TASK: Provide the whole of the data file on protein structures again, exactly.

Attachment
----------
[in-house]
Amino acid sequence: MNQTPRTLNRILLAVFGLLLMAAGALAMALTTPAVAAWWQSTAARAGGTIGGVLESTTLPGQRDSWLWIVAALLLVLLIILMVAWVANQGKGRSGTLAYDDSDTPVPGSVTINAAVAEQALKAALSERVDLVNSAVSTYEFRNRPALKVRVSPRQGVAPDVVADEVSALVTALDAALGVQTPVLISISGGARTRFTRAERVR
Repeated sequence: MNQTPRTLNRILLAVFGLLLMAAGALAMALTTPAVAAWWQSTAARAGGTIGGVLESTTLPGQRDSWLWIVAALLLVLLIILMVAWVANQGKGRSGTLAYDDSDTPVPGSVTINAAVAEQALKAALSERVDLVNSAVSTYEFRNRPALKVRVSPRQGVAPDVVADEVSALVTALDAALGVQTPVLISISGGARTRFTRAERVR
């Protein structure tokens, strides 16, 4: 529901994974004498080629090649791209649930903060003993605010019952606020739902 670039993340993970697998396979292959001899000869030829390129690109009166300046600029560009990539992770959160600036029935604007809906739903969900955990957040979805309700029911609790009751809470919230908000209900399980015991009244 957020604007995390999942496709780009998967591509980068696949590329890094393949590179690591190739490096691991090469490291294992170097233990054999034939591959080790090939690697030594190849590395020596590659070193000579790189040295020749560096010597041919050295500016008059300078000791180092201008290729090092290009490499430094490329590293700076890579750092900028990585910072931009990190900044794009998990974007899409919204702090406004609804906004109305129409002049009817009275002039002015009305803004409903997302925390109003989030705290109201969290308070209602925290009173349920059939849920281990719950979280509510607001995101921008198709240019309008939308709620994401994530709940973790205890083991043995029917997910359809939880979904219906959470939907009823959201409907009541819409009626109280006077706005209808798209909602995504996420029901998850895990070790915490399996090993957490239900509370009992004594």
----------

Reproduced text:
[in-house]
Amino acid sequence: MNQTPRTLNRILLAVFGLLLMAAGALAMALTTPAVAAWWQSTAARAGGTIGGVLESTTLPGQRDSWLWIVAALLLVLLIILMVAWVANQGKGRSGTLAYDDSDTPVPGSVTINAAVAEQALKAALSERVDLVNSAVSTYEFRNRPALKVRVSPRQGVAPDVVADEVSALVTALDAALGVQTPVLISISGGARTRFTRAERVR
Repeated sequence: MNQTPRTLNRILLAVFGLLLMAAGALAMALTTPAVAAWWQSTAARAGGTIGGVLESTTLPGQRDSWLWIVAALLLVLLIILMVAWVANQGKGRSGTLAYDDSDTPVPGSVTINAAVAEQALKAALSERVDLVNSAVSTYEFRNRPALKVRVSPRQGVAPDVVADEVSALVTALDAALGVQTPVLISISGGARTRFTRAERVR
């Protein structure tokens, strides 16, 4: 529901994974004498080629090649791209649930903060003993605010019952606020739902 670039993340993970697998396979292959001899000869030829390129690109009166300046600029560009990539992770959160600036029935604007809906739903969900955990957040979805309700029911609790009751809470919230908000209900399980015991009244 957020604007995390999942496709780009998967591509980068696949590329890094393949590179690591190739490096691991090469490291294992170097233990054999034939591959080790090939690697030594190849590395020596590659070193000579790189040295020749560096010597041919050295500016008059300078000791180092201008290729090092290009490499430094490329590293700076890579750092900028990585910072931009990190900044794009998990974007899409919204702090406004609804906004109305129409002049009817009275002039002015009305803004409903997302925390109003989030705290109201969290308070209602925290009173349920059939849920281990719950979280509510607001995101921008198709240019309008939308709620994401994530709940973790205890083991043995029917997910359809939880979904219906959470939907009823959201409907009541819409009626109280006077706005209808798209909602995504996420029901998850895990070790915490399996090993957490239900509370009992004594």